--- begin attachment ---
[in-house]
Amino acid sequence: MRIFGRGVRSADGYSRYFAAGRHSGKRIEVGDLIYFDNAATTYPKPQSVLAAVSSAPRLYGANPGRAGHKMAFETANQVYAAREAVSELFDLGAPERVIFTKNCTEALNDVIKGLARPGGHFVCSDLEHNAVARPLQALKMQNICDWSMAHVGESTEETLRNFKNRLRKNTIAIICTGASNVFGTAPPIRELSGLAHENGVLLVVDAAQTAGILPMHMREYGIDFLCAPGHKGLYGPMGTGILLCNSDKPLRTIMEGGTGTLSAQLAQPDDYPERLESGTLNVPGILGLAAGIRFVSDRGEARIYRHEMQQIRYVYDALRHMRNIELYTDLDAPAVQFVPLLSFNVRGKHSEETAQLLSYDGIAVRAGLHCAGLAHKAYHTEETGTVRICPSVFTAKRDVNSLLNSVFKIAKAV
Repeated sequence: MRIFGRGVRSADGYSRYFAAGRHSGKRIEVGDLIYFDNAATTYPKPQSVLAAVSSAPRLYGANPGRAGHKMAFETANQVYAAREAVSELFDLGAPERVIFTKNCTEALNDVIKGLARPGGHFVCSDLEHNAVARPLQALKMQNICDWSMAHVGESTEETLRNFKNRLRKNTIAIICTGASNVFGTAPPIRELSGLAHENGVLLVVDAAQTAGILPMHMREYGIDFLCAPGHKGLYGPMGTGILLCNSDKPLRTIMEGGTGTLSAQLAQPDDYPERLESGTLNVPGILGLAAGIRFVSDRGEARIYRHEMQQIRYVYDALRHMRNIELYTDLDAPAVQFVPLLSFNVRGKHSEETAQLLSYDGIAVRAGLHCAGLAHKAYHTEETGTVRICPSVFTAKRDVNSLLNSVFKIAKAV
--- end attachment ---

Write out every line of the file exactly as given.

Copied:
[in-house]
Amino acid sequence: MRIFGRGVRSADGYSRYFAAGRHSGKRIEVGDLIYFDNAATTYPKPQSVLAAVSSAPRLYGANPGRAGHKMAFETANQVYAAREAVSELFDLGAPERVIFTKNCTEALNDVIKGLARPGGHFVCSDLEHNAVARPLQALKMQNICDWSMAHVGESTEETLRNFKNRLRKNTIAIICTGASNVFGTAPPIRELSGLAHENGVLLVVDAAQTAGILPMHMREYGIDFLCAPGHKGLYGPMGTGILLCNSDKPLRTIMEGGTGTLSAQLAQPDDYPERLESGTLNVPGILGLAAGIRFVSDRGEARIYRHEMQQIRYVYDALRHMRNIELYTDLDAPAVQFVPLLSFNVRGKHSEETAQLLSYDGIAVRAGLHCAGLAHKAYHTEETGTVRICPSVFTAKRDVNSLLNSVFKIAKAV
Repeated sequence: MRIFGRGVRSADGYSRYFAAGRHSGKRIEVGDLIYFDNAATTYPKPQSVLAAVSSAPRLYGANPGRAGHKMAFETANQVYAAREAVSELFDLGAPERVIFTKNCTEALNDVIKGLARPGGHFVCSDLEHNAVARPLQALKMQNICDWSMAHVGESTEETLRNFKNRLRKNTIAIICTGASNVFGTAPPIRELSGLAHENGVLLVVDAAQTAGILPMHMREYGIDFLCAPGHKGLYGPMGTGILLCNSDKPLRTIMEGGTGTLSAQLAQPDDYPERLESGTLNVPGILGLAAGIRFVSDRGEARIYRHEMQQIRYVYDALRHMRNIELYTDLDAPAVQFVPLLSFNVRGKHSEETAQLLSYDGIAVRAGLHCAGLAHKAYHTEETGTVRICPSVFTAKRDVNSLLNSVFKIAKAV